From Techdirt:

As we’ve been noting, Google’s arrival into the broadband space has resulted in a flood of other companies proclaiming that they too will soon be offering 1 Gbps services over fiber. While some of these announcements (particularly from sluggish, larger companies like AT&T and CenturyLink) are little more than fiber to the press release (development community deployments dressed up to appear more substantive than they are), some of them are genuine, grassroots efforts to rescue the U.S. broadband industry from the clutches of our beloved cable and phone duopoly.

As a hopeful example of the latter, longtime domain registrar Tucows has announced it’s jumping into the 1 Gbps fiber game under its wireless MVNO brand name, Ting. In a blog post, Ting notes it has purchased a small Charlottesville, Virginia, ISP called Blue Ridge InternetWorks (BRI). BRI, Ting claims, will be the company’s beachhead in an attempt to disrupt the U.S. broadband market one small bite at a time. Ting didn’t release pricing details, but told me in an e-mail it will offer symmetrical 1 Gbps speeds at a “sub-$100 price point.” It also promises to make respecting consumers and net neutrality a priority:

“Tucows believes very strongly in the open Internet. Up until now, there wasn’t a whole lot we could do but educate, agitate and contribute. Getting into fixed access, owning our own pipe, is an opportunity for us to practice what we preach when it comes to the open Internet and net neutrality.”

Ting says it was inspired by Google Fiber, but claims that as a smaller company Ting can deliver a more personal, human touch:

“We admire what Google is doing with and for gigabit fiber Internet access, but for the Internet giant, access is more of a side project. Also, Google is a lot of great things but human scale isn’t one of them. If a smaller, more customer-focused company player like Ting can pull off a win-win in a community like Charlottesville, it bodes really well for small towns and providers all over the country. For the record, we’re confident we can pull off just that, otherwise we wouldn’t start down the path.”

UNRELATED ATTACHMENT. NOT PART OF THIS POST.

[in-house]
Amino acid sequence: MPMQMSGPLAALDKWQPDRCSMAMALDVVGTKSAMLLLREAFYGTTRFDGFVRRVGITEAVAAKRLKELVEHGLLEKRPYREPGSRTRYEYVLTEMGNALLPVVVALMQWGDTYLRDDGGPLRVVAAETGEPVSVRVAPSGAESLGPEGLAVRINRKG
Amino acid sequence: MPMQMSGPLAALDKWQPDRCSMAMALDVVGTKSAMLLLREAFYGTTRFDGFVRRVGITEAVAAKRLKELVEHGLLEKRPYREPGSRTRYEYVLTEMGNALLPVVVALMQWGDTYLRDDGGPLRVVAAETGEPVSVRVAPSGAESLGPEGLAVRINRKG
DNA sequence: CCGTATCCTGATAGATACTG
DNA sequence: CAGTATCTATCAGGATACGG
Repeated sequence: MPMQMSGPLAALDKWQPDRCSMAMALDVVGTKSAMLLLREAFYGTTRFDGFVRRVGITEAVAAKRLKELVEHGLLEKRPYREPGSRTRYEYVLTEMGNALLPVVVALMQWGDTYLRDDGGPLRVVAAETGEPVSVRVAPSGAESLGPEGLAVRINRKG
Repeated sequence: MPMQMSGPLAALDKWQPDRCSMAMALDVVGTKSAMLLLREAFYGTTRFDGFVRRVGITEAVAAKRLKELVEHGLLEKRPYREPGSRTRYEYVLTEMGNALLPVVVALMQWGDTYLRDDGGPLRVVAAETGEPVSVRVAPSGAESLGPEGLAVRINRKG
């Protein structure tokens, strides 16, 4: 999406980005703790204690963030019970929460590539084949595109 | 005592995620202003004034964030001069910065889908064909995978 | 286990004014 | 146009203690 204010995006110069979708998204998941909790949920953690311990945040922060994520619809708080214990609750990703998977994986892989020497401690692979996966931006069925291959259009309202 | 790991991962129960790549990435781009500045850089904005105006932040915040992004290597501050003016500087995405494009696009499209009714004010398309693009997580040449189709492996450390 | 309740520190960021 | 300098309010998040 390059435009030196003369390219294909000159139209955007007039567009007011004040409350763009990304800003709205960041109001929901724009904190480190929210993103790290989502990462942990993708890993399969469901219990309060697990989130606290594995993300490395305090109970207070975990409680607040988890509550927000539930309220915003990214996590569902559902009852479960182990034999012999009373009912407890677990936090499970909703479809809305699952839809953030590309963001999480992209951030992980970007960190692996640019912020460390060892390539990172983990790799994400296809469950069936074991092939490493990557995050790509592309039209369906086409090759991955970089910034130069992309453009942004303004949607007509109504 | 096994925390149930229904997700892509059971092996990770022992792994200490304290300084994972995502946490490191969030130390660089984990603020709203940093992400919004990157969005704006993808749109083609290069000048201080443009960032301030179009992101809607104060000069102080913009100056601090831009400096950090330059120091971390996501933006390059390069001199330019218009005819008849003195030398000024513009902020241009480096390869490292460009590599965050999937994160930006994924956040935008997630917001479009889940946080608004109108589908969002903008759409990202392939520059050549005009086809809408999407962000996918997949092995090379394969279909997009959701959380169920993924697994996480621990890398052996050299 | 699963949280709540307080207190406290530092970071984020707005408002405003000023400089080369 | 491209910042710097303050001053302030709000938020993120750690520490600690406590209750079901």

While the fact that Google’s “human scale” is waning (like oh, forgetting about net neutrality to court GOP lawmakers) is certainly true, it’s unclear if Ting can truly disrupt on any serious scale. The company is coming off of the launch of a consumer-friendly wireless MVNO that has done some very interesting things in regards to simple, freemium pricing, though actual consumer interest has been modest so far. If most broadband industry customer satisfaction studies are any indication, there’s certainly room for smaller ISPs that actually value consumer relationships, as opposed to treating their own users with disdain.

That said, the U.S broadband market certainly isn’t free, and if you’ve paid attention over the years, we’ve watched an endless stream of small, consumer-friendly disruptors (does anyone remember ISPs like Speakeasy?) run face-first into a regulatory capture brick wall erected by the nation’s biggest carriers. AT&T, Verizon, Time Warner Cable and Comcast have worked long and hard at writing state laws that make competing with them difficult if not impossible. If Tucow/Ting is going to enter the fray — even on a small scale — it’s going to need oodles of cash, plenty of lawyers, and some damn good lobbyists.

Google Fiber has succeeded (if we’re going to define success as three partially-constructed fiber cities) in large part because it has oodles of cash to throw at the problem. But even with Google’s deep pockets, it’s unlikely that Google Fiber will ever really impact more than a handful of cities. In that case, Ting’s right in that if U.S. broadband competition is ever going to improve, it’s certainly not going to happen via a dysfunctional Congress and timid/beholden regulators. It’s going to need to be clawed out of the very earth, town by town, piecemeal, by the communities themselves.

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